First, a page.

The instructors at Hot Fitness lead fit-seekers through time-saving 35- to 45-minute group workouts performed in a heat- and humidity-controlled studio. Hot Fitness changes up its schedule each day, allowing students the option to arrive at the same time throughout the week and perform a different workout, ensuring a varied exercise program without the need to change up personal schedules or add charleston steps to Zumba routines. By performing a blend of endurance, strength, flexibility, and cardio exercises in a heated environment—though some classes are offered at room temperature as well—clients burn calories while shedding water weight and purging toxins from the pores.
The 10,000 square feet of space at Easton Training Center is well outfitted for a variety of classes that balance fitness, self-defense, and respect better than battling off a gang of thieves hungry for your Aretha Franklin albums. The fitness center can host additional exercising after class and a locker room equipped with showers brings workouts to a fresh ending.
To involve more of the community in their center, the staff expanded their class schedule to include intense group fitness classes, such as cardio kickboxing and crossfit.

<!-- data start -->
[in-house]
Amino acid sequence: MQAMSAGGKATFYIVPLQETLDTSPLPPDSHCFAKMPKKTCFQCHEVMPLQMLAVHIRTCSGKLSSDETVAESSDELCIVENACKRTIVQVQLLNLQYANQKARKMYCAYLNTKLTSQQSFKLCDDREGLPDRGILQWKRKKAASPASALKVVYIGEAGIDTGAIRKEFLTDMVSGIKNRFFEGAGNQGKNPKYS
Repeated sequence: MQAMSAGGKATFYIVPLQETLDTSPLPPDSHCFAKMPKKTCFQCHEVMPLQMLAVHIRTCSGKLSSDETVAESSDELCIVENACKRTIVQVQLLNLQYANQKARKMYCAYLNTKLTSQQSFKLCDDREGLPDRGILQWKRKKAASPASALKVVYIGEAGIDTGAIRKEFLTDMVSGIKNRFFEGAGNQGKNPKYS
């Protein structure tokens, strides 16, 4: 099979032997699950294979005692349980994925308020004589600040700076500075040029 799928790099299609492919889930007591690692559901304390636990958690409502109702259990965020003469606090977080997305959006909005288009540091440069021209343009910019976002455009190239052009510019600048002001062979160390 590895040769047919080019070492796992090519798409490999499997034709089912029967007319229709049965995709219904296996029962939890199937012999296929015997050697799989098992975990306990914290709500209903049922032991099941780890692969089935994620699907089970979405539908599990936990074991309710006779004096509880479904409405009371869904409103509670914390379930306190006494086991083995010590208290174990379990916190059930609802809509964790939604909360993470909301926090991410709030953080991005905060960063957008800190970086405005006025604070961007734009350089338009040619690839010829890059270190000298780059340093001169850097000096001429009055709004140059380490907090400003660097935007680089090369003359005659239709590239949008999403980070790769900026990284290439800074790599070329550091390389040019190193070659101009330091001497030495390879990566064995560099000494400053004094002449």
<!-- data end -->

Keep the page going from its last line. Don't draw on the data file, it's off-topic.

Josh Stanton's passion for sharing fitness with others has led him to a variety of careers—he has worked as manager and lead personal trainer of a fitness studio, as a YMCA program director, and as a crisis-intervention counselor who helped at-risk teens via fitness. Today, he channels that passion into Generation Fitness, his own total-body training program that has earned a feature on the NBC 9 news and local accolades. He brings his tough, no-frills approach to exercise to Castle Rock and Parker, helming fun boot camps for students of all fitness levels looking to bolster their weight loss, strength, agility, and overall attractiveness in a muscle shirt. He blasts energetic music as he leads campers through boxing drills, weight exercises, and varied routines that he changes each session to keep things exciting and prevent muscle boredom.
Dancer, teacher, lawyer, salesperson. These were the titles held by Functional Strength Pilates’s staff before they ditched their day jobs to pursue their passion for the more-than-80-year-old practice. Out of two Denver–area locations they teach traditional Pilates, which shows students how to breathe mindfully while aligning their spines to strengthen their cores. Continued practice can help students to decompress their joints so they can move more fluidly than the Vitruvian man doing the backstroke. The exercise also integrates well with rehabilitation regimens, which explains why the staff works closely with area physical therapists, orthopedic doctors, and chiropractors and their patients. Each of the two studios bolsters the Pilates curriculum with different supplemental practices—personal training at the Lone Tree location and yoga classes in Castle Rock.